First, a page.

Daily Archives: January 26, 2012

Going forward, it’s an adverb

A colleague recently asked what part of speech going forward is when used in the annoyingly common way such as Going forward, we’ll do it this way. Here’s what I said:

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Does this word look threatening, even frightening? It does to my eyes; the rhabd in particular seems like something worse than rabid, worse than a raptor. It can’t simply be the rh; that shows up quite happily in rhetoric, rhapsody, rhyme, rhythm… I think it really is the grabbing of the /æbd/ after the quick growl of the /r/. The length of the word is also daunting, along with its two y’s like the extended claw feet of a raptor coming down to snatch you – or like drains to suck you down.

But undoubtedly it’s also because of what it signifies. After all, rhabdomancy manages not to be quite so nasty, though it is a bit of a hairy word for what is more calmly called dowsing. You know, when you use rods to tell you where the water (or sometimes other liquids) are. Now, you may well know that mancy is the part that refers to divination (as in cartomancy, necromancy, etc.). It thus follows that rhabdo means “rod”. Which it does. It’s from ῥάβδος rhabdos “rod” (you see that the ‘ over the rho means it gets “rough voicing,” which is represented in our spelling as the h after the r – and is resolutely ignored by us in pronunciation).

We can thus set aside any relation to abdomen – well, any etymological relation, anyway. But what about the myolysis? Some of you may recognize myo from words such as myocardial and myoelectric. It’s from μῦς mus “mouse, mussel, muscle” (yes, all three) and, in English words, refers to muscles. And lysis? It shows up in words such as electrolysis and is also present, mutatis mutandis, in words such as catalytic; it comes from λύσις lusis “loosening, parting” and refers to breakdown, decomposition, disintegration, dissolution.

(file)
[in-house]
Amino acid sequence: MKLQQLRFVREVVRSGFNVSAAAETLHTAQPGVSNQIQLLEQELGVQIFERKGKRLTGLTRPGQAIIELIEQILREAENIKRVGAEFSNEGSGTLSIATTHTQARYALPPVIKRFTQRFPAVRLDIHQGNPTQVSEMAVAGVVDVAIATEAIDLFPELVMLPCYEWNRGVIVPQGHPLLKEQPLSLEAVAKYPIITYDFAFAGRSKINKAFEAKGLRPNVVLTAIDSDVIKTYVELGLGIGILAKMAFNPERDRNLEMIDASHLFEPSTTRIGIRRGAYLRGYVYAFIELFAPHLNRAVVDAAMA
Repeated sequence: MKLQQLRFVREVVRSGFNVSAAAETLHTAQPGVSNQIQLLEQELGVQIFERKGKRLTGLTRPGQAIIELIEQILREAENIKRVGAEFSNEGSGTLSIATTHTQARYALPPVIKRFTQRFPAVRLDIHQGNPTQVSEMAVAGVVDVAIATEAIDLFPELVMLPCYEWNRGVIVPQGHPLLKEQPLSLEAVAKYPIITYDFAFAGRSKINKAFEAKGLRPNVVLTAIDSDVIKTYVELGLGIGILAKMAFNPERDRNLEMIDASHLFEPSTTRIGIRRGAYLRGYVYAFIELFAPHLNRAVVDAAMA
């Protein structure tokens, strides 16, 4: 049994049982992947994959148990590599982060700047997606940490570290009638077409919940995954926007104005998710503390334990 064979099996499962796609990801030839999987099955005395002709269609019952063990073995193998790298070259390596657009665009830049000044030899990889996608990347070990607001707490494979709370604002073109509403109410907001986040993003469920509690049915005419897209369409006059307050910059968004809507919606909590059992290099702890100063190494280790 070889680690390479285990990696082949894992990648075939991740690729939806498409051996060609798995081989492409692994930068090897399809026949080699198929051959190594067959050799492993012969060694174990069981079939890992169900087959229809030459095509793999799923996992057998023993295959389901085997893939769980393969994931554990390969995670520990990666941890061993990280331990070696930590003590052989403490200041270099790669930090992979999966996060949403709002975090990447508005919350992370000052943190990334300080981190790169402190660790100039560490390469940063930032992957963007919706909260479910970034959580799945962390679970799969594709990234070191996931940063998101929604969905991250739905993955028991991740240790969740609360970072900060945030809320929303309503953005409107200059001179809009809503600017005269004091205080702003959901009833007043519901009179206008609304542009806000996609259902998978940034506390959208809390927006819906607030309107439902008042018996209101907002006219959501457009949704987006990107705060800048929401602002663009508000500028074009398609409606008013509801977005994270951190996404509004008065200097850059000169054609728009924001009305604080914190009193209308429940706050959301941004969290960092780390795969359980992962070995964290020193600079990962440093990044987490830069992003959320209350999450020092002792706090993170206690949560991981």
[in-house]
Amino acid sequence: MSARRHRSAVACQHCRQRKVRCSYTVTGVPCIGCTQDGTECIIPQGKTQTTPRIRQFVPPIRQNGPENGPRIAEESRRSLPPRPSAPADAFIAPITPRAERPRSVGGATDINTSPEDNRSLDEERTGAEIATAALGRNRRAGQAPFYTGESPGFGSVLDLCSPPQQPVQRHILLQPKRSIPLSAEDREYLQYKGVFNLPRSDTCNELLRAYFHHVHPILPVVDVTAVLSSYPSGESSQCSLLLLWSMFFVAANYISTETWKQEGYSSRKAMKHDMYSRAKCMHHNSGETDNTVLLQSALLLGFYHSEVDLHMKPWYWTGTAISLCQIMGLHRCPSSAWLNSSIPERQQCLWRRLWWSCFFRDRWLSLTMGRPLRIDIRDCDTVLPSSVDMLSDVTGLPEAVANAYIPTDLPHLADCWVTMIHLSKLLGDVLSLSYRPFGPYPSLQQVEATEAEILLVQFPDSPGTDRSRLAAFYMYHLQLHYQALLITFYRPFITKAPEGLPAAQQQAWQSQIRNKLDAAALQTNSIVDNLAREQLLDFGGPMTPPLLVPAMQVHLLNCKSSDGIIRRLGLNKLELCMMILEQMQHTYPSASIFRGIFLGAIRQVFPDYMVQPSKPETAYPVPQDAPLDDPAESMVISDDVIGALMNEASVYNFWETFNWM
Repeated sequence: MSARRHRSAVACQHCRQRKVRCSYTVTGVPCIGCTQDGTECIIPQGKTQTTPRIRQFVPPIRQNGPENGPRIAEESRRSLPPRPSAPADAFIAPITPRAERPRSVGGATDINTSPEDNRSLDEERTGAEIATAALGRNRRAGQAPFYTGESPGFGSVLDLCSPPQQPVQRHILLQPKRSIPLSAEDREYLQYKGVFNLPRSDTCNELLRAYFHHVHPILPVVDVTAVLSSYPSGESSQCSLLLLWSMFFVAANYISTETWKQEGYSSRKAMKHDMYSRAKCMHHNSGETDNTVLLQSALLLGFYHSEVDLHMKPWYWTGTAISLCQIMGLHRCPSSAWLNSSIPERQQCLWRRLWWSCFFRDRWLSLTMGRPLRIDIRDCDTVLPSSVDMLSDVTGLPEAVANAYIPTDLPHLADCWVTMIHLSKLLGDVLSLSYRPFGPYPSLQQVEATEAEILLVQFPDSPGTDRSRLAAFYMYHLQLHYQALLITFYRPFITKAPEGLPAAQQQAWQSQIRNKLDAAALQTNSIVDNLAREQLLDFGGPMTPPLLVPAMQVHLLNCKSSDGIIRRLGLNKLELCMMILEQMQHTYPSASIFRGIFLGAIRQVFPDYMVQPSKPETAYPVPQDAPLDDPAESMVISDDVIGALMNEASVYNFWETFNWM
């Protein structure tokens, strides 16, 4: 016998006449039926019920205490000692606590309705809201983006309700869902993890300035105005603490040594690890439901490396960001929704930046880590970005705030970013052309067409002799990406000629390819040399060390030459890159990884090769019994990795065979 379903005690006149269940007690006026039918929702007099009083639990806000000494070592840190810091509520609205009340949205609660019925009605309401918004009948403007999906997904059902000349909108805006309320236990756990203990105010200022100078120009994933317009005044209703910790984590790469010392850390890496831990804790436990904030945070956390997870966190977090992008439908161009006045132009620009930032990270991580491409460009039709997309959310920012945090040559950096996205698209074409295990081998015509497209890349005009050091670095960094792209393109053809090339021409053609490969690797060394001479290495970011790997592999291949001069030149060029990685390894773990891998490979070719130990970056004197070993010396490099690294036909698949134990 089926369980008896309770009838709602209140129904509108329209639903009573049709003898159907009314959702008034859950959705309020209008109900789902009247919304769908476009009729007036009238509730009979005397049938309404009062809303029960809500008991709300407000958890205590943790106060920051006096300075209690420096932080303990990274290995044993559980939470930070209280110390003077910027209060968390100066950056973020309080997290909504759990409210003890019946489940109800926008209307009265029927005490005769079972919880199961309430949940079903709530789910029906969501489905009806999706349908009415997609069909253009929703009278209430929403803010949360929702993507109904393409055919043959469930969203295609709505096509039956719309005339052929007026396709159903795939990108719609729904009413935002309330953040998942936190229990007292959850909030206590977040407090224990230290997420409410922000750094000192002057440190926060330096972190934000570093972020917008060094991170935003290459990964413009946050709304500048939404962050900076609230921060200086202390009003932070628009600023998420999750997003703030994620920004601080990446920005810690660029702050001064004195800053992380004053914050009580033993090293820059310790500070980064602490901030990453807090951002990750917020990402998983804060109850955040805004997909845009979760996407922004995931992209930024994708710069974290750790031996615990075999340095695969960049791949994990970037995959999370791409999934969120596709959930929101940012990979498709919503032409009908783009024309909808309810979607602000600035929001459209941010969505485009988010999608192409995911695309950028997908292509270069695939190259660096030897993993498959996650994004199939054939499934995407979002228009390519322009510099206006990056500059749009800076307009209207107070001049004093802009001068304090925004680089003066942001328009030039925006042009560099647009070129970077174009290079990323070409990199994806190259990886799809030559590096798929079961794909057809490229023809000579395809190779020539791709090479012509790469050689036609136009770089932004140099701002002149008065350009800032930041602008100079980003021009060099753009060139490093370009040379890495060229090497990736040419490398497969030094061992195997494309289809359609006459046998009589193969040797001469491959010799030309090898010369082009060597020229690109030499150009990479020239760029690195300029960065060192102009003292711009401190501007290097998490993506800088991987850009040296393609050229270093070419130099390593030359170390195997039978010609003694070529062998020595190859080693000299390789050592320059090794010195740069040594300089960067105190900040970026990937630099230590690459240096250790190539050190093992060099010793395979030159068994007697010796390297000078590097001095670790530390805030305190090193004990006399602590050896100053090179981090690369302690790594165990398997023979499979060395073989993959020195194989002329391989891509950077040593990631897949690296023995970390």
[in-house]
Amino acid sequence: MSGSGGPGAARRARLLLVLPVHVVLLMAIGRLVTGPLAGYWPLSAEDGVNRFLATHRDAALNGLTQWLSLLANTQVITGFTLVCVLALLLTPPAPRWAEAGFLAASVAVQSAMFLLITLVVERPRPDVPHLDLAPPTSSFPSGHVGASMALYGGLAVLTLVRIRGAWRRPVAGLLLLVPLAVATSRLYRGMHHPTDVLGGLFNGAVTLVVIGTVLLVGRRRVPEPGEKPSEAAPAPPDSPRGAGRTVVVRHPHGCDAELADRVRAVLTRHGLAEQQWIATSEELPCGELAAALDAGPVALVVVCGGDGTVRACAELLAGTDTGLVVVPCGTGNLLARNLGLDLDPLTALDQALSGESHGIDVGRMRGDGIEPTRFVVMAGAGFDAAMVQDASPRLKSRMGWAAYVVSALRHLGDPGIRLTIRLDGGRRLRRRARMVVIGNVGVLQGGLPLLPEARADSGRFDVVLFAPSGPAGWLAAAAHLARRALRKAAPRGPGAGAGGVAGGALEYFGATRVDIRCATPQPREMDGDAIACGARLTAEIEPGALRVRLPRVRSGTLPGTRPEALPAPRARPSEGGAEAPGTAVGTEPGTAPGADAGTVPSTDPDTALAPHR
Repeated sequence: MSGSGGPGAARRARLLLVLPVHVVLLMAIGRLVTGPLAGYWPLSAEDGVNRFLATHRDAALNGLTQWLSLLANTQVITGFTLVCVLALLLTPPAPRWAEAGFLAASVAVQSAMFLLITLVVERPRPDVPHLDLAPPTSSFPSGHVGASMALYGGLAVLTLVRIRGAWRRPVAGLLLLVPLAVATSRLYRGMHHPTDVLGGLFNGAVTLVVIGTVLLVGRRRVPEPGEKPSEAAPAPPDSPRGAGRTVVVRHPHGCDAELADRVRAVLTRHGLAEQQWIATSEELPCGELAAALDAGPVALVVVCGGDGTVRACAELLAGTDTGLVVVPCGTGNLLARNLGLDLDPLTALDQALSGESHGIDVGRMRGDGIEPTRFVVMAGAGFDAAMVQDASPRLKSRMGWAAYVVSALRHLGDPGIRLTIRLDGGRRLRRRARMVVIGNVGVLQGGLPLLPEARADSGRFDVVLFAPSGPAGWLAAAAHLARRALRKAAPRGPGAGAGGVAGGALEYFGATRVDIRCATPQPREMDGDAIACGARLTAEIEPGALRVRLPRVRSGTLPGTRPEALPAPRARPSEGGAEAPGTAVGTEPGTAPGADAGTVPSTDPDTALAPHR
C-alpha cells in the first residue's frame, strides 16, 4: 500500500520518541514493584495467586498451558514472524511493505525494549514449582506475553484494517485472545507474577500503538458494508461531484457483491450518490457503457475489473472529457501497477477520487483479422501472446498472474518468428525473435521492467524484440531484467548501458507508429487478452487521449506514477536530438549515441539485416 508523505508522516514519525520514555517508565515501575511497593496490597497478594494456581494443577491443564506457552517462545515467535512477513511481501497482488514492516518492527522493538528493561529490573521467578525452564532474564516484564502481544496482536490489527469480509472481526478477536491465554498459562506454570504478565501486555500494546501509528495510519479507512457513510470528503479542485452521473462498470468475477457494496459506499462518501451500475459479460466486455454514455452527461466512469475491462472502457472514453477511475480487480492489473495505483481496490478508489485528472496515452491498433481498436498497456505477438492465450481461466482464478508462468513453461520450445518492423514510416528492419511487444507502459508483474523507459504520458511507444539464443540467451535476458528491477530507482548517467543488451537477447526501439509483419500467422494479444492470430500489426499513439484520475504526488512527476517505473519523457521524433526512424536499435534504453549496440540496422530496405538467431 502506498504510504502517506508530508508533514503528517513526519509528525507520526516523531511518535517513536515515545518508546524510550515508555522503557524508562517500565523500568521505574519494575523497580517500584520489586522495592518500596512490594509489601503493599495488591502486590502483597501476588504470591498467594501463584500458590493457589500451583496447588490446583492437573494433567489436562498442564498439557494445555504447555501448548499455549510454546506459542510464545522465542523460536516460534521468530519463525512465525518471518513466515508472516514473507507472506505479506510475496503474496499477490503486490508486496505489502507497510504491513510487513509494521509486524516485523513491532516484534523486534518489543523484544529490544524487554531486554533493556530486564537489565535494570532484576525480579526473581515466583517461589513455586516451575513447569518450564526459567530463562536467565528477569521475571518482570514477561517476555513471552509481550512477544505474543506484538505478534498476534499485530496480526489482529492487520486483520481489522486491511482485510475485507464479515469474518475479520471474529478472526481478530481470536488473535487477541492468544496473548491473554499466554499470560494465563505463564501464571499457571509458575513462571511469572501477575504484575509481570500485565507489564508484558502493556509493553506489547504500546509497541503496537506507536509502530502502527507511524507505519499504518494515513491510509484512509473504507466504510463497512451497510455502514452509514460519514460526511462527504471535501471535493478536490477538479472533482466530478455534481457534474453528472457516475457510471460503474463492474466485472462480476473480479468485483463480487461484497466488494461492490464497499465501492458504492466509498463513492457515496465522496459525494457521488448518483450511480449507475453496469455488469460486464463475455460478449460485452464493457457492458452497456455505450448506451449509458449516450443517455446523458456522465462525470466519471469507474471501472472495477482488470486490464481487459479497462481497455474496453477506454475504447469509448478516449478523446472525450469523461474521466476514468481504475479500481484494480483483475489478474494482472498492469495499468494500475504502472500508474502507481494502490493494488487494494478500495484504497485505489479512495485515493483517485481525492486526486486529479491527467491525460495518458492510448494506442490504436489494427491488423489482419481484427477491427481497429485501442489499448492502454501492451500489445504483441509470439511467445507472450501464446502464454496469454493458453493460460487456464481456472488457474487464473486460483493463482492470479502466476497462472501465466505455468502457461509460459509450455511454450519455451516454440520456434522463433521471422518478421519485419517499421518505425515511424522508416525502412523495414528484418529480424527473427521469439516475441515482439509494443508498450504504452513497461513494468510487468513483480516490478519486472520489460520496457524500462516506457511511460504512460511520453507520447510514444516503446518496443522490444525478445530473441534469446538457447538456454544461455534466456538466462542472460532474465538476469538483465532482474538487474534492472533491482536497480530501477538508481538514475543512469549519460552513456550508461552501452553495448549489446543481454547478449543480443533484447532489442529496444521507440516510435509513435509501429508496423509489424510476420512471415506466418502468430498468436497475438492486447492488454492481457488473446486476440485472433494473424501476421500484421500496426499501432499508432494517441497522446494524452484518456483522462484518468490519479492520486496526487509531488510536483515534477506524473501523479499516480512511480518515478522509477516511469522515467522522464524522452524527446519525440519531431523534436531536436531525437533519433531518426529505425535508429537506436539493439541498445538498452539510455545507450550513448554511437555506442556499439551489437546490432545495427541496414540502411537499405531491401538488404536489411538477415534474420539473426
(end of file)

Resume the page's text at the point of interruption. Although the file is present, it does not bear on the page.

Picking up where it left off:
So: rod, muscle, breakdown. No, it does not mean breaking down muscles by beating them with rods; although it may look like a name fit for a torture technique, we may spare those rods. Oh, being beaten with rods may lead to rhabdomyolysis. But the rods in this word are the muscle fibres. The word is not rhabdo+myolysis but rhabdomyo+lysis: breakdown of striped muscle.

It’s actually even worse than it sounds. If muscle is damaged enough to start breaking down – and this can happen through quite a lot of different causes, not just injury or overexertion but metabolic imbalances, infections, poisons, and even drug side effects – the products of the breakdown go into your bloodstream and can cause electrolyte imbalance (leading to confusion, nausea, coma, etc.) and kidney damage (possibly leading to death, etc.).

News reports on the cholesterol drug Baycol, which was taken off the market after it was associated with risk of rhabdomyolysis, sometimes described it as “muscle liquefaction” or words to that effect. That’s not exactly it, but the broken-down muscle passes into the bodily fluids (a notable sign is very dark urine), so “dissolution,” anyway, is not altogether inaccurate.

And how, by the way, do you say it? It’s tempting to give it a nice three-beat trochaic rhythm, like confutatis maledictis without the dictis. But actually it follows the grand old tradition of accenting Greek-derived words on the antepenult (the third-last syllable), making it a pair of dactyls. Pterodactyls? Eeks – that’s even worse than raptors.